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  1. 1. GROUP 5 Lazona,Brenda Jel Ladaga, Adrian P. Magora, Kristianne Marie Bernadette Refendor, Tracy Sofia Rivera , Dominque
  2. 2.  Bioenergetics is the subject of a field of biochemistry that concerns energy flow through living systems. This is an active area of biological research that includes the study of thousands of different cellular processes such as cellular respiration and the many other metabolic processes that can lead to production and utilization of energy in forms such as ATP molecules. Bioenergetics
  3. 3. The sum total of all the chemical processes that occurs in a living organism. It refer to all chemical reactions that occur in living organisms, including digestion and the transport of substances into and between different cells.
  4. 4.   CATABOLISM – the set of metabolic pathways that break down complex molecules into simpler ones.  ANABOLISM – the set of pathways that use energy to build complex molecules from simpler ones. Two broad Categories:
  5. 5. ~ is the Chemical LINK between Catabolism & Anabolism
  6. 6.  ATP contains a chain of three phosphate group bonded to a molecule called ADENOSINE.
  7. 7.   Key to ATP’s ability to store energy is the three linked phosphate groups. Each phosphate group is negatively charged, so these group repel to one another.  The bond we form when we hydrolyze ATP is stronger than one we break, so forming this new bond produce more energy than we consume in breaking the original.  Hydrolyzing the bond between any two phosphate groups in ATP produces energy.  But when we link it to two phosphate groups, we must break a strong bond, and we make a weak bond to replace it. We put in more energy than we get back.  Forming the bond between any two phosphate groups in ATP consumes energy.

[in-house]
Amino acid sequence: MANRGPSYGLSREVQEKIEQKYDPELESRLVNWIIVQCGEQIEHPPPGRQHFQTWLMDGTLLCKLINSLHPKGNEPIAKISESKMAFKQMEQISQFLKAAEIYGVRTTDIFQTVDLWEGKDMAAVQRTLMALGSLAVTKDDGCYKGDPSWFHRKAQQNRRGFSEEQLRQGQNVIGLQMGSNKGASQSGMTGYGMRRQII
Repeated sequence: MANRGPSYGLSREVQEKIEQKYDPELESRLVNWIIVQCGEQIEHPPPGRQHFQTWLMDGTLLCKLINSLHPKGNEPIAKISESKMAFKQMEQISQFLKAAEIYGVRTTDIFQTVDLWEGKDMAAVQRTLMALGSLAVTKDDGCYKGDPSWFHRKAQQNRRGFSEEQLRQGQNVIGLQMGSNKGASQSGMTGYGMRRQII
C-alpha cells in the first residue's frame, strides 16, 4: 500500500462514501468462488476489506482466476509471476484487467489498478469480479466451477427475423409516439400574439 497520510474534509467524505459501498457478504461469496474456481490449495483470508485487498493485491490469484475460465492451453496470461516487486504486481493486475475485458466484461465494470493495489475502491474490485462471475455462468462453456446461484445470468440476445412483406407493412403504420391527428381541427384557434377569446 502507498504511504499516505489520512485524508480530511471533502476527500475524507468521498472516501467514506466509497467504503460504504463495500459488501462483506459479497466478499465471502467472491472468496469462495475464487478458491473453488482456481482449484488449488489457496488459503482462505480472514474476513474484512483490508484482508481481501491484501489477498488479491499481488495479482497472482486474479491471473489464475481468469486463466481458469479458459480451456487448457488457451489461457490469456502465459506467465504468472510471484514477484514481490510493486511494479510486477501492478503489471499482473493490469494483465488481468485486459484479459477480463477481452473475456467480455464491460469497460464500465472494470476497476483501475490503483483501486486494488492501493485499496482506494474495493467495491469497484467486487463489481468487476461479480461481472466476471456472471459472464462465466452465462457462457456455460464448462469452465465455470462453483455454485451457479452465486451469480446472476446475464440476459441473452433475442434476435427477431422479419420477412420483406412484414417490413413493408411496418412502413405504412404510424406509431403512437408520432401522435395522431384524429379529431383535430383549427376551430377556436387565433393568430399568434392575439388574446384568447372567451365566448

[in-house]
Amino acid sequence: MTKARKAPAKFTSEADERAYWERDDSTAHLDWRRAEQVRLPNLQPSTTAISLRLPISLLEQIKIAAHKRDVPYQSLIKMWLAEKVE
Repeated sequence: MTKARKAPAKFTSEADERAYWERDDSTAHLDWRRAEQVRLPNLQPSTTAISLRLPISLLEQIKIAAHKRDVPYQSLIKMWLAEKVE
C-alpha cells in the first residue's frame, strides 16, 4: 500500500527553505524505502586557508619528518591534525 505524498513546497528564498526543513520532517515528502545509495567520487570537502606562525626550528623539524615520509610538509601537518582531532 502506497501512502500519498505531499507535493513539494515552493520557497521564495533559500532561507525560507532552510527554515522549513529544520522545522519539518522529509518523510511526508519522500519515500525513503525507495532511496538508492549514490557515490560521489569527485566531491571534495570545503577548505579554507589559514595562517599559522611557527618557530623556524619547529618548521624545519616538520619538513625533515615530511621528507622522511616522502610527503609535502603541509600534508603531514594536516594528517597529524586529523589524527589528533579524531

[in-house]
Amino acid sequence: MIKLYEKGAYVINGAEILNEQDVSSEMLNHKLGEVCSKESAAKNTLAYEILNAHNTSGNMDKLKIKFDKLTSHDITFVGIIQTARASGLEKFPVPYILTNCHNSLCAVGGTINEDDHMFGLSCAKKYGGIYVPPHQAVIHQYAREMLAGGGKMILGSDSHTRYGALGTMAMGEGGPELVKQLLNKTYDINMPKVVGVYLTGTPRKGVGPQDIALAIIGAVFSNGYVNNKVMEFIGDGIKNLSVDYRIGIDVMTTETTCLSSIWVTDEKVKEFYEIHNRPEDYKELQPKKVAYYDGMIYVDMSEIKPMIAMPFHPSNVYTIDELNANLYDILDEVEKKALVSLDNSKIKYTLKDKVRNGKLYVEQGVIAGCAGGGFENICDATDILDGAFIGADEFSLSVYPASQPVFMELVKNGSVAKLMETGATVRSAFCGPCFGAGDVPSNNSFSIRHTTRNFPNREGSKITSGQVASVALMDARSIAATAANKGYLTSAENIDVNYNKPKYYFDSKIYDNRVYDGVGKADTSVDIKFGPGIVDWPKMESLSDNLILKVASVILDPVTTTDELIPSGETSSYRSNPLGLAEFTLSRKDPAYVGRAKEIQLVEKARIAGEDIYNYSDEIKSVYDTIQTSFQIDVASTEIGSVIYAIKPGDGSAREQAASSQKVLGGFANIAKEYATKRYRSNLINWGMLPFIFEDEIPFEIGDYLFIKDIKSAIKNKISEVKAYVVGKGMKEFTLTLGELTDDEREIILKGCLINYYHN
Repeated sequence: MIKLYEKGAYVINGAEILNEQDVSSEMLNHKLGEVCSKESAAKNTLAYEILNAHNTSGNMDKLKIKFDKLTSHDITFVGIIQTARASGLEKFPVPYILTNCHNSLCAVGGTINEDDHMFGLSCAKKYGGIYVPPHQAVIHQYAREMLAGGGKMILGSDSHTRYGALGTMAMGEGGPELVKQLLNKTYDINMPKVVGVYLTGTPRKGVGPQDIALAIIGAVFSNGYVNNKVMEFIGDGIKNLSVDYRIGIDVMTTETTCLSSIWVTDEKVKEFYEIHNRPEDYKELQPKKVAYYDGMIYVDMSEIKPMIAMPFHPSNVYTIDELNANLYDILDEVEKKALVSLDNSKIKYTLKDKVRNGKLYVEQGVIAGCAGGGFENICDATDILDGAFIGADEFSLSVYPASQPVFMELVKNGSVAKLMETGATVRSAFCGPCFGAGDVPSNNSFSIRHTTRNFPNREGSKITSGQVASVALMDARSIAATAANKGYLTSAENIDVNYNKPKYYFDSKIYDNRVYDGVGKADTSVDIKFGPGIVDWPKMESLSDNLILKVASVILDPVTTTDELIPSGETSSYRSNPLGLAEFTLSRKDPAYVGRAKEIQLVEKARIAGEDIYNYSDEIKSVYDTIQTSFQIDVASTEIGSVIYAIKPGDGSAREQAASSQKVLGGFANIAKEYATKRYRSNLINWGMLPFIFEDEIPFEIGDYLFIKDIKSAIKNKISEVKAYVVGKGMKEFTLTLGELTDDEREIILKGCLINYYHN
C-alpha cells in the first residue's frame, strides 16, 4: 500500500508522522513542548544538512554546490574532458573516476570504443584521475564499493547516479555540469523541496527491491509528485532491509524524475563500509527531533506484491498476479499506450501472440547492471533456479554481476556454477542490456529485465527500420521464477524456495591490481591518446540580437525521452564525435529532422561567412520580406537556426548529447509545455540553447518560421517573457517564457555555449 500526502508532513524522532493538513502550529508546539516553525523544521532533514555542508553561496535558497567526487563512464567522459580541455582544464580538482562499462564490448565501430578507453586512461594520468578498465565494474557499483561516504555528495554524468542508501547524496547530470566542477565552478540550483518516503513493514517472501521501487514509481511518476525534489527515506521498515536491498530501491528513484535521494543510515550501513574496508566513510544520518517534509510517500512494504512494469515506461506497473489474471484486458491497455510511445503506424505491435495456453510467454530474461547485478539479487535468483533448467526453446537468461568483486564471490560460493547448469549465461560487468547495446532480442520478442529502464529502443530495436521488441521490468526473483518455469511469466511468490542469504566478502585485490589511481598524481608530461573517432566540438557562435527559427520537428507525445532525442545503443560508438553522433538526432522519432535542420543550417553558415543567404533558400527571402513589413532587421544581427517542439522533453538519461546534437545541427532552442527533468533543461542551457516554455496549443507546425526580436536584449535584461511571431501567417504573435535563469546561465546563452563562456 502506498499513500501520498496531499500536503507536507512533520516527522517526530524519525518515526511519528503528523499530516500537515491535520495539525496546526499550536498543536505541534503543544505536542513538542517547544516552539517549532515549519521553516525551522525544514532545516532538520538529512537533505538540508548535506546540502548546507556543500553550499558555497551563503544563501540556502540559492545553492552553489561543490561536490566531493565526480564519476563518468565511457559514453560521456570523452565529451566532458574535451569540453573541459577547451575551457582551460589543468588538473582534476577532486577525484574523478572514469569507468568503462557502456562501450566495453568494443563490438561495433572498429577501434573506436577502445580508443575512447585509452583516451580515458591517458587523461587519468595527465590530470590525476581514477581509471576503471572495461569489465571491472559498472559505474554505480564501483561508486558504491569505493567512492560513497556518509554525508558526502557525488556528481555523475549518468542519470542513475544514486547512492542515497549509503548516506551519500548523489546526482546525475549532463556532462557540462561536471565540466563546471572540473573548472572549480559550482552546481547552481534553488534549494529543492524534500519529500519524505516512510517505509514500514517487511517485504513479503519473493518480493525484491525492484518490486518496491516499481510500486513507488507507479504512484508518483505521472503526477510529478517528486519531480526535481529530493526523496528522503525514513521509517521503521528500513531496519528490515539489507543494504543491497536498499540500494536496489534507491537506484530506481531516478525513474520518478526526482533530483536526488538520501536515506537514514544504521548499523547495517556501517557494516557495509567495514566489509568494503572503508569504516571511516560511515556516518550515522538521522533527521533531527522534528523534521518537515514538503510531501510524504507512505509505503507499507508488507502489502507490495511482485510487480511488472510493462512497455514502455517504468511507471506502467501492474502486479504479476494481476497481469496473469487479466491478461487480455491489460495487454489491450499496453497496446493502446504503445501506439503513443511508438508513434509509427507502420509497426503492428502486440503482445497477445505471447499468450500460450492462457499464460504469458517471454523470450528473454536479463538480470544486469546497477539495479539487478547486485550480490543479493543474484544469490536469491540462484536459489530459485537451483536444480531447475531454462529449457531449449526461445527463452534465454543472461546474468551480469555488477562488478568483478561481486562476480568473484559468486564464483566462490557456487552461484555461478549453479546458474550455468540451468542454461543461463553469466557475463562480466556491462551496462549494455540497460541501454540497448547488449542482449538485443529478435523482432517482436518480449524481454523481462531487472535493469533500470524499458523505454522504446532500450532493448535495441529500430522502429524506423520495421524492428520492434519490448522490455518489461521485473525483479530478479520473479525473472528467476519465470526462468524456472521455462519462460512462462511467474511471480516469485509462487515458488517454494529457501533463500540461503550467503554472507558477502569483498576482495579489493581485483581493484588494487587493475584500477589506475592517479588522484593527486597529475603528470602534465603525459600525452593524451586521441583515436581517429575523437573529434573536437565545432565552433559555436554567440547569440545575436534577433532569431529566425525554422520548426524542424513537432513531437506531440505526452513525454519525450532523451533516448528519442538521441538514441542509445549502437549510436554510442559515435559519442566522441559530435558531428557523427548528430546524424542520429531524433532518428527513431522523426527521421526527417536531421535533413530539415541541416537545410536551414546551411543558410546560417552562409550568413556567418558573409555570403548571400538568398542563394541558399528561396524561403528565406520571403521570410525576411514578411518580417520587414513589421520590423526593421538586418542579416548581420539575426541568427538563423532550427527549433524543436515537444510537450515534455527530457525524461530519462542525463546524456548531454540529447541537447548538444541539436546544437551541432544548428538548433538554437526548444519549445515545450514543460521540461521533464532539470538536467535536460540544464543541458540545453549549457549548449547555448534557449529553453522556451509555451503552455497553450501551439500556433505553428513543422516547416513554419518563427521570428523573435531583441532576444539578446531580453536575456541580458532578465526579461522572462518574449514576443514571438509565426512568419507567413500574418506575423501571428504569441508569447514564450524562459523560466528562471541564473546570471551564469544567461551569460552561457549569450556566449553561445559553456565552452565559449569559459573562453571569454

8. 8.  In every living cell on Earth, from our own cells to the smallest microorganisms, ATP is constantly being made and broken down. We use energy of catabolism to make ATP, and we break down ATP to make this energy available for anabolism and other energy-consuming process.
  9. 9. ~ involve breaking down an organic compound and harnessing the energy that is produced to make ATP.
  10. 10.  Overview of Catabolism and ATP formation
  11. 11.  How our bodies break down Carbohydrates & Fats  Break the carbon-carbon bonds. The only carbon-containing product when most nutrients are broken down is CO2, so all of the carbon-carbon bonds in the organic compound must be broken. Our bodies use decarboxylation reactions to break the carbon- carbon bonds.  Add oxygen atoms, using water as the source of the oxygen. Our bodies use hydration reaction to add water to the organic molecule.  Remove all of the hydrogen atoms. Our bodies use NAD+ and FAD to remove hydrogen atoms two at a time, using the oxidation reaction.
  12. 12.  GLYCOLYSIS ~Embden-Meyerhof pathway  Glucose is the universal fuel for our bodies.  The break down of glucose begins with a metabolic pathway called glycolysis.  Primitive means of extracting energy from organic molecules.  Glycolysis is a sequence of 10 reactions that convert the six carbon sugar glucose into two three-carbon pyruvate ions.  The reaction also make two hydrogen ions, which are absorbed by the buffer in body fluids.  This process takes place in the cell's cytoplasm.
  13. 13.  GLYCOLYSIS ~Embden-Meyerhof pathway  Process is Anaerobic (without oxygen) & convert glucose to 2 lactic acid molecules.  Example: Fermentation; lactic & alcoholic  Aerobic (utilizing oxygen) processing of carbohydrates uses pyruvate derived from glycolysis.  Example: Citric Acid & Oxidative Phosphorylation
  14. 14. The net result of our bodies obtain two molecules of ATP and two molecules of NADH for every molecule of glucose that we break down.
  15. 15. Phase I